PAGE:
A Super-Religious System of Cooperation

The human species faces the dawn of a new age, often referred to as the “anthropocene,” where the actions of humanity may have a direct impact upon the very ecosystem of the planet earth.[i]  For example, climate change due to nonneutral human carbon input into the atmosphere may influence the price of agricultural commodities.[ii]  Human practices may benefit from a rigorous scientific approach to a social practice of cooperation, which would engender in people a deep belief in the importance of environmental and social stewardship. The emergence of cooperative theology, which transcends traditional religious boundaries, may reveal new social practices and beliefs that might help humanity unite to mindfully wield power over the earth in the post-industrial age.  Since language is the framework upon which cooperation is constructed, careful linguistic analysis is essential to evolving cooperative frameworks in human society.  At present, religious practices, such as Islam, Judeo-Christianity, and Buddhism, are the largest religious systems, and while they engender cooperation, they also breed conflict particularly at the intersection of locations of economic strife.  A super-religious theological system(s) is needed to transcend traditional religious boundaries.  To this end, a careful Darwinian analysis of religious systems may aid in the construction of such a cooperative theology.  According to Darwin in The Descent of Man, “… numerous races have existed, and still exist, who have no idea of one or more gods, and who have no words in their languages to express such an idea. … If, however, we include under the term “religion” the belief in unseen or spiritual agencies, the case is wholly different; for this belief seems to be universal with the less civilized races.”[iii]

Since all humanity possesses spiritual language, but only a fraction of humanity possesses language for gods or God, a gradient of ideas exists within which the evolution of a super-religious system of cooperation may occur.  As, E.O. Wilson states, “The final decisive edge enjoyed by scientific naturalism will come from its capacity to explain traditional religion, its chief competition, as a wholly material phenomenon. Theology is not likely to survive as an independent intellectual discipline.”[iv]  Generally, I agree with Wilson’s point, and find it interesting to think about developing a materialist theology.  On the other hand, with approximately 50% of Americans[v] still professing to believe in a form of creationism, this idea would be a tough sell.  A much more productive approach to developing cooperative theology may be to employ an experimental approach to discern universal language that all humanity could agree upon to describe divinity.  Appealing to the recently discovered five rules for the evolution of cooperation, I propose an experiment to discern language that may aid in the construction of a theology of cooperation.[vi]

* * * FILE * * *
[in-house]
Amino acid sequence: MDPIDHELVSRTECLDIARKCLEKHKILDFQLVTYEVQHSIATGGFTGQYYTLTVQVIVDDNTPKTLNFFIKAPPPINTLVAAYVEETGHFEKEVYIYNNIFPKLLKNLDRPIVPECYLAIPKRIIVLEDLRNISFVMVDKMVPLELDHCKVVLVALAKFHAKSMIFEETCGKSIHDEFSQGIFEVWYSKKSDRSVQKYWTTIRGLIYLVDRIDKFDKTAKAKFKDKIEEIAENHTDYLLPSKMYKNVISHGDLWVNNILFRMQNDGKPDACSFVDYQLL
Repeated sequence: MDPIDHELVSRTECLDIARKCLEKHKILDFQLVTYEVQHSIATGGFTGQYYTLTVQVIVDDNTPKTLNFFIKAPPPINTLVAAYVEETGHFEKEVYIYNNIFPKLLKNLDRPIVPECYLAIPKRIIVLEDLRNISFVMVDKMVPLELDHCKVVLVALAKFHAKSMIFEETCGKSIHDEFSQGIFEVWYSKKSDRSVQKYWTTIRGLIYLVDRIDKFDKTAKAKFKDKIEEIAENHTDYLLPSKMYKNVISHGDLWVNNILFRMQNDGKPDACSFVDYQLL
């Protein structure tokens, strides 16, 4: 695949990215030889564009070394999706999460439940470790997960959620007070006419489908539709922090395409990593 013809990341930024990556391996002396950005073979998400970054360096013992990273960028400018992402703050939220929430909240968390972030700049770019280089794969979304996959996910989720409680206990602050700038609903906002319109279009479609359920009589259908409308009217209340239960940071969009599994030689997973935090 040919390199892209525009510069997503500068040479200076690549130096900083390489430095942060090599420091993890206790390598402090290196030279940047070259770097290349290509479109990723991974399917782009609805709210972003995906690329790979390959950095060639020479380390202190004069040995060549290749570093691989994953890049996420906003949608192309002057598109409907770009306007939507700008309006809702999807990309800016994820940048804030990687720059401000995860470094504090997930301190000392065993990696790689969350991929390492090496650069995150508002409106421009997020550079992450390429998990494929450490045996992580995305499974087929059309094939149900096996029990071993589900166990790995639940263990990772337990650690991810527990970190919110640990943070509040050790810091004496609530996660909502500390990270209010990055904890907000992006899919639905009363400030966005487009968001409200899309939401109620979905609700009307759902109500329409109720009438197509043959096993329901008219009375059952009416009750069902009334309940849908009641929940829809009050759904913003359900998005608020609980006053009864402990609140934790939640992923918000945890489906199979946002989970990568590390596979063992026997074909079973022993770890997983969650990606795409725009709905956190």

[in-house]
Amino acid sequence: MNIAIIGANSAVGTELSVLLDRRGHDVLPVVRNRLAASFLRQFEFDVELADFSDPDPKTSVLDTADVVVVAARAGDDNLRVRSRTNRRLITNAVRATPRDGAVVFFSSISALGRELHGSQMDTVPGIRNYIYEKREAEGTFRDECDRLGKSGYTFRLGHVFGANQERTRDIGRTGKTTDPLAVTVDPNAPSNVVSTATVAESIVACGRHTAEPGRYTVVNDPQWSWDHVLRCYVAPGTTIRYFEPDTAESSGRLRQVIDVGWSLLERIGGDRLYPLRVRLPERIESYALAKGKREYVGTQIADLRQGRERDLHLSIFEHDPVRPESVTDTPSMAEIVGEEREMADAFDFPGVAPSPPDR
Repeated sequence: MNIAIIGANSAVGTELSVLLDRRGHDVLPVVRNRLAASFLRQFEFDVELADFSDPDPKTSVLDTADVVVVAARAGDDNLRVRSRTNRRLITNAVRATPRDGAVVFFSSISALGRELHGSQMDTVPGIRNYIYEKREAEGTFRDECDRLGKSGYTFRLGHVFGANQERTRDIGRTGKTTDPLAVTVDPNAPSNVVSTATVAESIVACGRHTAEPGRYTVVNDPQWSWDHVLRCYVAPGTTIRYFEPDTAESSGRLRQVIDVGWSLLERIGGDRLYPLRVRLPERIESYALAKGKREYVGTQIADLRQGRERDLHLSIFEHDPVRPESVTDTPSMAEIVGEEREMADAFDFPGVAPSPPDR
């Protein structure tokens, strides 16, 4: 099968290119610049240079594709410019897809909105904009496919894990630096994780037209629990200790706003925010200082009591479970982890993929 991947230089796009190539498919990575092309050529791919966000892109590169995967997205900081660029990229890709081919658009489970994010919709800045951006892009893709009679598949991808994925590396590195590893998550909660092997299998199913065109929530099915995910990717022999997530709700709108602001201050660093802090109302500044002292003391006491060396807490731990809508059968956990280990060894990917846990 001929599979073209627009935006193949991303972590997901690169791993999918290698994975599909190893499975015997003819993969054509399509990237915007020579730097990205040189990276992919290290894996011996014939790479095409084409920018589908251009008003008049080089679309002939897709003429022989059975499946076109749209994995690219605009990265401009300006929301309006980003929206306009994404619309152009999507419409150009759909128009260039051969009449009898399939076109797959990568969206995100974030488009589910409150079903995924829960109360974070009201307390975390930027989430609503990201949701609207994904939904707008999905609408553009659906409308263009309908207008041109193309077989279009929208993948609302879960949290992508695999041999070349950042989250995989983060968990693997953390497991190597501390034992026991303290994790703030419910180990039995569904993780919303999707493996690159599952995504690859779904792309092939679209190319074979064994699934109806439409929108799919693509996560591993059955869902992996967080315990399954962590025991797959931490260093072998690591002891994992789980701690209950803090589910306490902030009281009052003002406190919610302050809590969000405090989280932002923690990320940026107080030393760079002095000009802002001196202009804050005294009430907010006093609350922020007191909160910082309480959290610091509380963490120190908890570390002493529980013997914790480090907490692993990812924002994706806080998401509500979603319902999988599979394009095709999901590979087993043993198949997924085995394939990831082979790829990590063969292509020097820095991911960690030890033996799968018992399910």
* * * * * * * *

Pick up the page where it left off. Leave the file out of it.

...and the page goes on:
Outline of the paper:

I.  Kin selection may aid in the transmission of cooperative religious language among families.

II.  Direct reciprocity describes the cooperation emerging after repeated altruistic acts between the same two individuals.

III.  Indirect reciprocity is based upon “reputation,” and a helpful individual is more likely to receive altruistic acts from others.

IV.  Network reciprocity means that clusters of cooperative individuals in clusters may out compete defectors.

V.  Group selection indicates that cooperation is not only between individuals but also occurs between groups.

VI.  Heart rate monitor experiment for discerning language that is cooperative from language which is of a selfish nature.

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About kayaerbil

I am a Berkeley educated chemistry Ph.D. who is moving into the area of working on developing appropriate technology for communities that are subjected to socio-economic oppression. The goal is to use simple and effective designs to empower people to live better lives. Currently, I am working with Native Americans on Pine Ridge, the Lakota reservation in South Dakota. I am working with a Native owned and run solar energy company. We are currently working on building a compressed earth block (CEB) house that showcases many of the technologies that the company has developed. The CEB house is made of locally derived resources, earth from the reservation. The blocks are naturally thermally insulating, keeping the house cool in the summer and warm in the winter. Eventually, a solar air heater and photovoltaic panels will be installed into the house to power the home and keep it warm, while preserving the house off the grid. A side project while in Pine Ridge is a solar computer. I hope to learn about blockchain encryption software for building microgrids. In addition, it is an immediate interest of mine to involve local youth in technology education.
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